GPS for Truckers

Discussion in 'Electronic Connection' started by Beanfacekilla, Sep 20, 2006.

  1. Beanfacekilla

    Beanfacekilla Light Load Member

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    I was thinking of getting GPS. I heard it routes around construction and it will tell you when to turn and stuff. I also heard it will route you around low clearances and stuff. Unfortunately, the people at best buy could not tell me if it would do this, and the gps units in the store did not work because they couldn't aquire a signal. They are like $500-$800 and up. Can anyone shed some light on this subject for me?:smt100
     
  2. BearGator56

    BearGator56 <strong>"The G stands for GOOD!"</strong>

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    It will only route you around construction if you have one of a few things:

    -Streets and Trips (MS) will show the construction on the route, but you will need an internet connection so it can update. You will have to plan your own way around it, unless it has come up with a new feature I don't know about.

    -XM NavTraffic: I have this with a Pioneer AVIC-Z1 in-dash unit. It definitely works, and will show you whether there are slowdowns, construction, or accidents coming up on your route. It traffic is less than 20 mph flow, it will ask if you want to re-route, and provide an alternate route.

    The re-route works OK, but with a big truck, sometimes it's just better to stay on the main road unless traffic is really tore up. Sometimes it will be behind about 20 mins. Today there was a huge snarl up on I-285/I-75 and they had to bring in the LifeFlight. I was able to jump off the route I was on, and get on I-85. It re-routed me as soon as it recognized I changed roads.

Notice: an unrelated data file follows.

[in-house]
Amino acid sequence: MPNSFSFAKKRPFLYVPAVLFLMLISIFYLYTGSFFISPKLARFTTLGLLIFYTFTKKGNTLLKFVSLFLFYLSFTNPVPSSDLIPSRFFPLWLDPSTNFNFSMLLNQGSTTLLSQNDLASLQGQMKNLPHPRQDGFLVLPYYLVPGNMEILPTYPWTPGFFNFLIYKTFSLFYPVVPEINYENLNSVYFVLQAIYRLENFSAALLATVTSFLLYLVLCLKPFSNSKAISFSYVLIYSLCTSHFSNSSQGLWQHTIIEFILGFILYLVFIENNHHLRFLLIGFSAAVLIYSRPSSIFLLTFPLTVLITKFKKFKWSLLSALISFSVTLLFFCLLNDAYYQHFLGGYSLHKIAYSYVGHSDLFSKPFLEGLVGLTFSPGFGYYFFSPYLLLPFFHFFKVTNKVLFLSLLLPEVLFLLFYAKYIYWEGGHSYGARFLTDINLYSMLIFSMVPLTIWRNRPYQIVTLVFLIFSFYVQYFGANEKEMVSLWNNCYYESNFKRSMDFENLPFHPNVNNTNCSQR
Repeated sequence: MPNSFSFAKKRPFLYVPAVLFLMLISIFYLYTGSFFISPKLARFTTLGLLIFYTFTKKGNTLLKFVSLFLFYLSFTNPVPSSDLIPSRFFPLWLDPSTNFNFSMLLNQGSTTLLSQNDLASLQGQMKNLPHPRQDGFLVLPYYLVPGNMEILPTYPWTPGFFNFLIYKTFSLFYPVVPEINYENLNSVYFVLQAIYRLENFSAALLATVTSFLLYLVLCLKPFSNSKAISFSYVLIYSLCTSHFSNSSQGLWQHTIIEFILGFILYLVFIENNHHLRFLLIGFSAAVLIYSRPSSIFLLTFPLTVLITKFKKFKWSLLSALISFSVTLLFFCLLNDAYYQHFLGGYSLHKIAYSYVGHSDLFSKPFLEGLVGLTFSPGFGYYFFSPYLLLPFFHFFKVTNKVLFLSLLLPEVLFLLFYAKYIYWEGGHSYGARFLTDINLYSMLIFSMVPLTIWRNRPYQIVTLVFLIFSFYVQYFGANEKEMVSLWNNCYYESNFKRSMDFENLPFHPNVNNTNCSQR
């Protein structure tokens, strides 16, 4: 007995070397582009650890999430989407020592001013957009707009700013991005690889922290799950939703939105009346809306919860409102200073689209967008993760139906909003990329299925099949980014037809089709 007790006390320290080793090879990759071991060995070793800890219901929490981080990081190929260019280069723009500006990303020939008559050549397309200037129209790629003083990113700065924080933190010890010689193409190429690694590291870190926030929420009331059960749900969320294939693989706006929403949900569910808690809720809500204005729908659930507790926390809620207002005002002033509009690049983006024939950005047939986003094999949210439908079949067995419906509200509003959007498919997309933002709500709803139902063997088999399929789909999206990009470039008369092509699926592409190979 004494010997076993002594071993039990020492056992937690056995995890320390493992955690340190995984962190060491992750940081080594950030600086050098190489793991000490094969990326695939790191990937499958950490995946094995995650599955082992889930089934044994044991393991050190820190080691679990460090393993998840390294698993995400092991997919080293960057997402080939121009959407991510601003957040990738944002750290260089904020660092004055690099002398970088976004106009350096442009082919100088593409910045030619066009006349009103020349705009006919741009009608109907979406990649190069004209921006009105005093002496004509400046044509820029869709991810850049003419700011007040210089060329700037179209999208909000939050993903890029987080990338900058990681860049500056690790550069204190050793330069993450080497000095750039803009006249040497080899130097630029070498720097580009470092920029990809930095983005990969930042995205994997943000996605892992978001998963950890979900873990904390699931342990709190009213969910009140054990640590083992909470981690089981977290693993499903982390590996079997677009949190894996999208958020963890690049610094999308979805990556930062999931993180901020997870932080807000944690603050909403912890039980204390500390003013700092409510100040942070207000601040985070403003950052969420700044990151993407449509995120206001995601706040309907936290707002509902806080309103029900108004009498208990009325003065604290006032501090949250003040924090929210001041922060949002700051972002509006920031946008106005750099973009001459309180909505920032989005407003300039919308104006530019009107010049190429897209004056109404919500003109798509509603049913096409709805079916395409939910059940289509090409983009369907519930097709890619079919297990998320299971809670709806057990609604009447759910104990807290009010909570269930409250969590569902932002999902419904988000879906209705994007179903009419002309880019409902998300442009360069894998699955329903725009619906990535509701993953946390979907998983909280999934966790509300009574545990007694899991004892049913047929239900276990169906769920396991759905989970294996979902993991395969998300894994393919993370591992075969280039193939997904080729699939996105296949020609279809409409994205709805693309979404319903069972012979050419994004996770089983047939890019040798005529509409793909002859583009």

-Sirius: Sirius is just now offering units with NavTraffic like XM. Should work the same.
     
  3. Burky

    Burky Road Train Member

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    Like anything else, they only as capable as what they have been programmed to do. Unless it is hooked into a constantly updated source, they are not going to be able to do much in routing you around construction. (And in Chicago, the only route around the construction is through the air!) There are some regular computer programs that are more truck specific, but the basic Garmin and Tom-Tom type units are not biased towards a truck.

    My father is a nurse, doing hospice care in our area. He has a TomTom unit in his car, and it will route you directly from one address to another. So for finding a place, they are a great unit. But you can't expect it to know the height of your vehicle. Use it within it's limits, and they can be a great piece of help. But don;t rely on them to replace the things that you should be doing as a driver.

    Unless you want to put a PC, a good quality wireless hookup, and a high dollar mapping program into the truck, they are a reasonable substitute for a road map, but not a lot more. My 02.

    (and when the price drops into the 3-500 dollar range, then I'll probably get one too)
     
  4. brinkj23